(Part I is printed in the post below this one)
Judith Deem Dupree
It happens soon enough. "Welcome to Dupree -- home of 550 people and one old grouch." It's a decidedly home-made sign, tongue in cheek, the kind of off-road humor you don't see along the freeways. We hoot with pleasure; it looks promising.
The town is minimal, with signs of a livelier past. At the Post Office we are directed to the Court House, for this is the county seat. The staff person is waiting for us; a quick phone call had alerted her to these strangers with their quirky mission – to "claim their town." She grins. It's not an everyday event, someone dropping in from the mainstream of life, from the fast lane. We are welcome, and we end up buying a book on Ziebach county and its small-town histories. She directs us then to the newspaper office – a regional weekly – and we are photographed for a front-page feature! The volunteer editor and her husband are our kind of down-home folk; we chat delightedly and leave reluctantly.
Time for that cuppa and something sweet to wash down, to commemorate this small coincidence of names and maybe, some time long past, genes still buried beneath this soil.
The cafe is like any very small-town cafe. Dim, a bit down-at-the-heels, redolent with ham and eggs at this late morning hour. We settle in, skirting the long table that consumes the center. Three old fellers are draped over the chairs, owning their usual spots. They eye us, friendly enough.
It is more than I can resist. My coffee cools while I explain our visit, and hubby picks up the pace. We all banter back and forth for a spell, I inquiring if their table is "the liar's club," and they guffawing with obvious pleasure and agreement. They swap memories, interrupting and correcting each other easily. We learn more history, the written and unwritten kind. We inhale it all, swallow it with the bear claws and coffee. Yes, Our kind of folk, decidedly.
Reluctantly, we wave our farewells and climb back into the van, wanting to hang out a while yet. But they have their lives, and their life, and we are not a part of it. We take a few more pictures, hanging out the window, and slowly ease onto the blacktop. I look back until it's only a dot on the map again. Why do I feel a sudden twinge of homesickness?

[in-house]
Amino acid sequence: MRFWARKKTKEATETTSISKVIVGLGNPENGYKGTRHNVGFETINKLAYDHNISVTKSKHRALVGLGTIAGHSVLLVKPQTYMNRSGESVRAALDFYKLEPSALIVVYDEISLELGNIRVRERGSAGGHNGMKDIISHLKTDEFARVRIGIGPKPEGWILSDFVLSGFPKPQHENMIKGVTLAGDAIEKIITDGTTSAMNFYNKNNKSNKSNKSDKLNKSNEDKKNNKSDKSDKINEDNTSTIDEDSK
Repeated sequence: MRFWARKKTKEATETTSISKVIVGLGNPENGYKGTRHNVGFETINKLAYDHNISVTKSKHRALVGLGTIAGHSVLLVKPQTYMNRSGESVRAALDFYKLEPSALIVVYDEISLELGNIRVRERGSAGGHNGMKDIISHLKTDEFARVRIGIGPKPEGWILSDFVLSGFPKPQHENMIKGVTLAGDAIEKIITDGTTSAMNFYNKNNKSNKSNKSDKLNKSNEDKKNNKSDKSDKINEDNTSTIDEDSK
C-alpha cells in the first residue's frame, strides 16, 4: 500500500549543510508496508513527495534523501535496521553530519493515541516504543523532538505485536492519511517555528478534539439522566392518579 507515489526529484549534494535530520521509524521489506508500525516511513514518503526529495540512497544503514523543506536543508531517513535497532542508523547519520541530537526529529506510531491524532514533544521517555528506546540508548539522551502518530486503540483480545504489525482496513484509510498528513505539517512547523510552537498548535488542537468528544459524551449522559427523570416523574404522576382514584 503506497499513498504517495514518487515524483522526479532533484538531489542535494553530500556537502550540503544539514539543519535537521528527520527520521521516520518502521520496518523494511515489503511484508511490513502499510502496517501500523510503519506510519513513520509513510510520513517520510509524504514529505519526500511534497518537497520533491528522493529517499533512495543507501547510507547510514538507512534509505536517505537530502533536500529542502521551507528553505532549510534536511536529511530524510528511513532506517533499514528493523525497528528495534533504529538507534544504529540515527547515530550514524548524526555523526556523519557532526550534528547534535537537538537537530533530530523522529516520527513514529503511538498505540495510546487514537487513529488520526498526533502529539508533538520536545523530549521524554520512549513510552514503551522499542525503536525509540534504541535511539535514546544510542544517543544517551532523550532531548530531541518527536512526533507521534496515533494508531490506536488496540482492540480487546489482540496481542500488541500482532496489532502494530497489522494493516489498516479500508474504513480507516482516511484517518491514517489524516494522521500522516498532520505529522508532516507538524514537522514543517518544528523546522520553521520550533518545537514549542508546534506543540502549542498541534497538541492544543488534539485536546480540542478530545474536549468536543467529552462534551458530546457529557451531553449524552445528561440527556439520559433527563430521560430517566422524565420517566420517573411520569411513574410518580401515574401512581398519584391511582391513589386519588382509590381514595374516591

This tiny burgh is not our home town. It is probably not even a part of my husband's ancestral roots, as far back as can be determined. But it doesn't matter. It is a bed-rock part of who we, the two of us, and we, all of us, are as a people. It is a part of home and family and what that means to us, a sense of who we are that we must tuck away beneath the trappings we wrap ourselves in.
With no fanfare, and despite the incongruities and disparities – between their stinging black brew and our Starbucks way of life – we did go home. Something shifted inside, and we found room for a chunk of reality we'd both needed. A slice of community, of history, of neighborness that gets lost in the rush of existence that is America today.
We have learned nothing "of substance", except the fact that we are all related, not by birth-names, nor geography, but by living. I think, in a way, that we are lost – or never quite found – unless, until we make this kind of stop, this kind of discovery, somewhere along the back road of life. A memory of something we never knew, waiting to be renewed.